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Times In Law & Order: SVU When The Bad Guy Got Away

Beloved NBC network procedural Law & Order: Special Victims Unit has now lasted 22 seasons, and one simple reason for the show's popularity is its consistency. A typical episode features lead detective Olivia Benson (Mariska Hargitay) investigating a heinous crime "ripped from the headlines," "Fin" Tutuola (Ice-T) being appalled by a new fad the kids are into, a notable guest star as a prime suspect, and the court working to bring the case to justice. The comforts of the series' formula are what's made SVU the longest running prime-time network drama, still on the air at nearly 500 episodes!

But as with real life, sometimes justice isn't served and the culprit doesn't face the punishment they deserve. Those episodes always rattled longtime fans but successfully shook up our expectations of the show. Here's a list of those rare but pivotal moments when the bad guy "got away with it" on Law & Order: SVU, leaving Stabler (Christopher Meloni) and Benson to fight on another day.

The murder case that hit home for the SVU team

A case that already heavily impacted the Special Victims Unit was in the season 7 episode "Venom," where detective Tutuola's troubled nephew Darius Parker (guest star Ludacris) confesses to the murder of a mother and child. But it's in season 8's "Screwed," when Darius goes to trial for his crimes, that everything becomes even more personal for the detectives as their secrets are dredged up in court.

These secrets include the pregnancy of detective Stabler's ex-wife and whitewashing his daughter's DUI earlier in the series, as well as detective Benson illegally wiring money to her half-brother. After several other shocking developments, including the revelation that he was a product of incestuous assault, Darius is found not guilty by the jury.

While Darius gets to walk away a free man, he still loses his family in the process, including his half-brother. Tutuola assures Darius that he won't bother following him around, knowing his nephew will be glancing over his shoulder for the rest of his life anyway, and walks away while Darius looks on. You can escape the legal system in Law & Order, but it doesn't mean you walk away unscathed, either.

In 'Pornstar's Requiem,' an adult film star fights for the truth

Loosely based on the story of actress Belle Knox, per Decider, "Pornstar's Requiem" features Evie (Hannah Marks), a college student-turned-adult film star who is sexually assaulted by two fellow freshmen. The case becomes complicated thanks to Evie's career and the men's insistence that everything between them was consensual. The SVU team debates the lines between sexual fantasy and reality while the prosecution is unsure about how to explain Evie's videos to a jury.

After the detectives successfully play the two suspects against each other, the jury does indeed find the lead suspect guilty of rape. But the judge sets aside the verdict due to "lack of sufficient evidence" and admonishes Evie for appearing to seek publicity.

ADA Barba files an appeal, but the damage is already done. Expelled from college and shamed by her parents, Evie feels like she has nothing left to lose. The detectives can only watch helplessly as she returns to the only place that will seemingly accept her in adult film.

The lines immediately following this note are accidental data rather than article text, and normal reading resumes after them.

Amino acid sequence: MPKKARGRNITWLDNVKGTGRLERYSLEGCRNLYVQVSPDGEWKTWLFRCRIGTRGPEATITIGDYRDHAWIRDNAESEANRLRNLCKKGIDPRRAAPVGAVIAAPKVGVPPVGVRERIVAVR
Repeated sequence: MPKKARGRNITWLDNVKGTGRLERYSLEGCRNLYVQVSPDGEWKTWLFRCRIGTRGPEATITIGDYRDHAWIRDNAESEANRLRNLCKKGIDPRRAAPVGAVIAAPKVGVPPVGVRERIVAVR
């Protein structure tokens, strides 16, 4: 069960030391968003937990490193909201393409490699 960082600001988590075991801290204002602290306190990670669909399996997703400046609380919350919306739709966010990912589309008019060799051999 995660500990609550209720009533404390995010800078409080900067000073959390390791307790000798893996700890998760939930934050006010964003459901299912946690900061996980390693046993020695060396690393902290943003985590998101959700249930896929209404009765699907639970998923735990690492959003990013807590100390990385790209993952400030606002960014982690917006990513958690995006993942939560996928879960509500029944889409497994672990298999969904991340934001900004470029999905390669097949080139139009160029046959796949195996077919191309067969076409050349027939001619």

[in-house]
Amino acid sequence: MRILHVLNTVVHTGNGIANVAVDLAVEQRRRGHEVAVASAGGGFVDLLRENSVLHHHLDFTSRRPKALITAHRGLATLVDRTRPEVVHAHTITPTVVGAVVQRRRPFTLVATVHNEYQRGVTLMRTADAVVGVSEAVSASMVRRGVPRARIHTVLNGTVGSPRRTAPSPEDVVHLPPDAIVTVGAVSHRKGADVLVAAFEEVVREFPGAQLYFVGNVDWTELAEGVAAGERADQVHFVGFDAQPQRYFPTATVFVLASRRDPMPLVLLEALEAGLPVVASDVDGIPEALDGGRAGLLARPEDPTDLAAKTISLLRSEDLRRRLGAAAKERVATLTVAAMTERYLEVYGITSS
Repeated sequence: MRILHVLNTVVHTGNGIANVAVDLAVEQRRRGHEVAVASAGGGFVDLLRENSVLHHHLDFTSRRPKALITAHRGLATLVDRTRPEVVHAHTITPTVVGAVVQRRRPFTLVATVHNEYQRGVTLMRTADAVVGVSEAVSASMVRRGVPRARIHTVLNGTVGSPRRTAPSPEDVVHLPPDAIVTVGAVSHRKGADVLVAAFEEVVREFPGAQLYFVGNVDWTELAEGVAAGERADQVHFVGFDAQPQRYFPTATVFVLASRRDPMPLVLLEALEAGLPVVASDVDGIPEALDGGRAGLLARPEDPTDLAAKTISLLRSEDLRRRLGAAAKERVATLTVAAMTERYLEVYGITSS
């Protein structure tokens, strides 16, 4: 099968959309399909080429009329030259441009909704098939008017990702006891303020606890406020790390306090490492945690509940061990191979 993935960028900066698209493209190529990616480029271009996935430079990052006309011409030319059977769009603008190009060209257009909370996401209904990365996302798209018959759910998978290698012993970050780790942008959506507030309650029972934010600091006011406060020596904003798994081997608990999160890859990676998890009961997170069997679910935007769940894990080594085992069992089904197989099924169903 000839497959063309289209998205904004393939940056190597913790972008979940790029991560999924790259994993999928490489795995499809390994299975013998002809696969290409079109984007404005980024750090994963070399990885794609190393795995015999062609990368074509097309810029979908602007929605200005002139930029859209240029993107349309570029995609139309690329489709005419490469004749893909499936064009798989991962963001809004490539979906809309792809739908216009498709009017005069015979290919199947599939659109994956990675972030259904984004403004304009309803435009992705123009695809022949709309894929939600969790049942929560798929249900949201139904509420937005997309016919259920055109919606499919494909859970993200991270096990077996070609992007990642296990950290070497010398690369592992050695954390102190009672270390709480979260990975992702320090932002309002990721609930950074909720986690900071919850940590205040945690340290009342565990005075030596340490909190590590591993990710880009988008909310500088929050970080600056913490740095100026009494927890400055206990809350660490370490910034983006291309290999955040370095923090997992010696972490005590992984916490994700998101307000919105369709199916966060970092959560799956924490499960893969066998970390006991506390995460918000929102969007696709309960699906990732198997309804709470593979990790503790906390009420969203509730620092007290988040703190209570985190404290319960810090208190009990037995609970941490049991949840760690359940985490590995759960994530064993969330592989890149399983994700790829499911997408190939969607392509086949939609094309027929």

In 'Sick,' Stabler and Benson encounter a strange and powerful predator

This season 5 classic guest stars Will Keenan as William "Billy" Tripley, a child-like toy store owner and billionaire whose sleepovers with actual children lead to allegations of abuse. While "Sick" is clearly based on the similar charges made against Michael Jackson, right down to the outcome, Tripley's guilt is never really in question for detectives Stabler and Benson. Like the accusations surrounding the King of Pop, however, wealth and greed complicate whatever good the partners can do this episode.

When a young boy named J.J. posts disturbing messages online, the police discover that he may have been abused by Tripley, who then paid off the parents for their silence. Another sleepover friend — and cancer patient — April also accuses Billy, and despite his insistence to an aggressive Stabler that he'd never hurt a child, it looks like he won't escape prosecution.

However, everything falls apart. J.J.'s father refuses to let him testify against Billy and the case is dismissed. Then in a major twist, April's cancer and charges are all a lie: Her grandmother has been poisoning her and even created the false allegations against Tripley.

While the episode ends with Billy celebrating his acquittal, Stabler is sure they'll get him, confident of an eventual win.

An 'easy' case unravels in 'True Believers'

After music student Sarah Walsh (Sofia Vassileva) is sexually assaulted at gunpoint in her own apartment, the detectives are able to track down the prime suspect, Michael Wedmore, as well as his weapon. But the prosecution's case runs into serious trouble when famed attorney Bayard Ellis (Brooklyn Nine-Nine and Homicide: Life On The Street star Andre Braugher) takes his case pro bono in order to highlight the double standards and violations of the NYPD.

Ellis not only claims that Walsh's identification of Michael as her attacker is motivated by race, as Wedmore is African American, but the lawyer alleges in court that the gun could have been planted by Officer Nick Amaro. A final bombshell is dropped when Ellis reveals that Walsh had sex with an anonymous black male the night before the assault. With a persuasive defense and little DNA evidence, the charges are dropped against Michael. Detective Benson tries to confront him outside of court, but Ellis is unshaken in his resolve — he may be a "true believer" but so is she, both of them confident about what they think really happened that night.